Job 7:2
As a servant earnestly desireth the shadow, and as an hireling looketh for the reward of his work:
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Job 7:2. As a servant earnestly desireth the shadow — Of the evening, the sun-set, or the night, the time allotted for his rest and repose. For man goeth forth to his labour until the evening, Psalm 104:23. So, why may not I also desire the time of my rest? The Hebrew, however, ישׁאŠ צל, jishap tzel, is more literally rendered, gapeth, or panteth after the shade. And the meaning probably is, As a servant, labouring in the heat of the sun, earnestly desires a cool, refreshing shade. And as a hireling — Hebrews שׂכיר, sacir, properly, a servant hired for a certain time, whereas, the preceding word, עבד, gnebed, signifies a servant, whose time of service is not fixed or limited: looketh for the reward of his work — As the Hebrews פעל, pognal, according to Buxtorf, signifies both work, and, by a metonymy, the wages of work, and is accordingly translated wages, (Leviticus 19:13,) the words in the Italic character (namely, the reward of) did not need to be added here in the text, but the version might properly have been, As a hireling looketh, or, as Heath renders it, earnestly longeth for his wages.

7:1-6 Job here excuses what he could not justify, his desire of death. Observe man's present place: he is upon earth. He is yet on earth, not in hell. Is there not a time appointed for his abode here? yes, certainly, and the appointment is made by Him who made us and sent us here. During that, man's life is a warfare, and as day-labourers, who have the work of the day to do in its day, and must make up their account at night. Job had as much reason, he thought, to wish for death, as a poor servant that is tired with his work, has to wish for the shadows of the evening, when he shall go to rest. The sleep of the labouring man is sweet; nor can any rich man take so much satisfaction in his wealth, as the hireling in his day's wages. The comparison is plain; hear his complaint: His days were useless, and had long been so; but when we are not able to work for God, if we sit still quietly for him, we shall be accepted. His nights were restless. Whatever is grievous, it is good to see it appointed for us, and as designed for some holy end. When we have comfortable nights, we must see them also appointed to us, and be thankful for them. His body was noisome. See what vile bodies we have. His life was hastening apace. While we are living, every day, like the shuttle, leaves a thread behind: many weave the spider's web, which will fail, ch. 8:14. But if, while we live, we live unto the Lord, in works of faith and labours of love, we shall have the benefit, for every man shall reap as he sowed, and wear as he wove.As a servant earnestly desireth - Margin, gapeth after. The word here שׁאף shâ'aph means to breathe hard, to pant, to blow, and then to desire earnestly.

The shadow - This may refer either to a shade in the intense heat of the day, or to the night. Nothing is more grateful in oriental countries, when the sun pours down intensely on burning sands, than the shadow of a tree, or the shade of a projecting rock. The editor of the Pictorial Bible on this verse remarks, "We think we can say, that next to water, the greatest and deepest enjoyment we could ever realize in the hot climates of the East was, when on a journey, any circumstance of the road brought us for a few minutes under some shade. Its reviving influence upon the bodily frame, and consequently upon the spirits, is inconceivable by one who has not had some experience of the kind. Often also during the hall of a caravan in the open air, when the writer has been enabled to secure a station for repose under the shelter of a rock or of an old wall, has his own exultation and strong sense of luxurious enjoyment reminded him of this and other passages of Scripture, in which shade is mentioned as a thing punted for with intense desire." Probably here, however, the reference is to the shades of night, the time when darkness falls upon the earth, and the servant is released from his toil. It is common in all languages to speak of night as enveloped with shadows. Thus, Virgil, En. iv. 7:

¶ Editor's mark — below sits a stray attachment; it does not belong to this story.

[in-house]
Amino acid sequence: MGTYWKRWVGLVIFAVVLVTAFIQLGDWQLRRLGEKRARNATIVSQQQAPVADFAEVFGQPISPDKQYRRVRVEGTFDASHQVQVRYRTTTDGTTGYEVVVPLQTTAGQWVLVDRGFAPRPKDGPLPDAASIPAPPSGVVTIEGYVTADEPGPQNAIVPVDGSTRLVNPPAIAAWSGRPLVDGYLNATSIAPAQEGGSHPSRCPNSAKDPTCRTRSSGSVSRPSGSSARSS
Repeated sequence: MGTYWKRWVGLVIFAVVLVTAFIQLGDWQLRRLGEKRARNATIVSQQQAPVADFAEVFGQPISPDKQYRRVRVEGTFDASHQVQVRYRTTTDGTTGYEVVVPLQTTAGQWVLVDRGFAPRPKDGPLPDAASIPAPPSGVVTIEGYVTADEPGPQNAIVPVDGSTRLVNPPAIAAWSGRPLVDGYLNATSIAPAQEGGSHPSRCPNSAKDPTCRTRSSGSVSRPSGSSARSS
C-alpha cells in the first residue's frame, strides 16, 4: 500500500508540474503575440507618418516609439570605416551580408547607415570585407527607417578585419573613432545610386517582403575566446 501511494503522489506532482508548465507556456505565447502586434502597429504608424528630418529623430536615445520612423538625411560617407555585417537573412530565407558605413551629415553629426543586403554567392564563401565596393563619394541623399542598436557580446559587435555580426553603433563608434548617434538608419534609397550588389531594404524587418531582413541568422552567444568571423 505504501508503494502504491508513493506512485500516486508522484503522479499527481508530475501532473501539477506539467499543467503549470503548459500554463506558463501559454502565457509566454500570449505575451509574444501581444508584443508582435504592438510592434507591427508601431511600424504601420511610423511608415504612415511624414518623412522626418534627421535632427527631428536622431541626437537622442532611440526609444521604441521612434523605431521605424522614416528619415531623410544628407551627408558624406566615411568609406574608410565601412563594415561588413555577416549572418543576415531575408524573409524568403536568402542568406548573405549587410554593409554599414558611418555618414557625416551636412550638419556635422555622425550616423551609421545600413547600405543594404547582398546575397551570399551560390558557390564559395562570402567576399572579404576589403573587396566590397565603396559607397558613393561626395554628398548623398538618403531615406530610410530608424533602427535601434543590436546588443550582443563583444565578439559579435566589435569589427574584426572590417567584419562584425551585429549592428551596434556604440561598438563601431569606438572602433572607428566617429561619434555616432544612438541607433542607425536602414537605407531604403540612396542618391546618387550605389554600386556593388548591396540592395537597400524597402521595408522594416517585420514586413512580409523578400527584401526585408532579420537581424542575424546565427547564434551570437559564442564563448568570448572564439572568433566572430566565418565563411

Humentemque aurora polo dimoverat urnbram.

The meaning of Job is, that as a servant looked impatiently for the shades of the evening when he would be dismissed from toil, so he longed for death.

And as an hireling looketh - That is, he anxiously desires his work to be finished, and expects the reward of his labors. So Job looked to the reward of a life of toil and piety. Is there not here an undoubted reference to a future state? Is it not manifest that Job looked to some recompense in the future world, as real and as sure, as a hired servant looks for the reward of his toils when his work is done?

2. earnestly desireth—Hebrew, "pants for the [evening] shadow." Easterners measure time by the length of their shadow. If the servant longs for the evening when his wages are paid, why may not Job long for the close of his hard service, when he shall enter on his "reward?" This proves that Job did not, as many maintain, regard the grave as a mere sleep. The shadow, i.e. the sun-set, or the night, the time allotted for his rest and repose, Psalm 104:23. And why may not I also desire the time of my rest?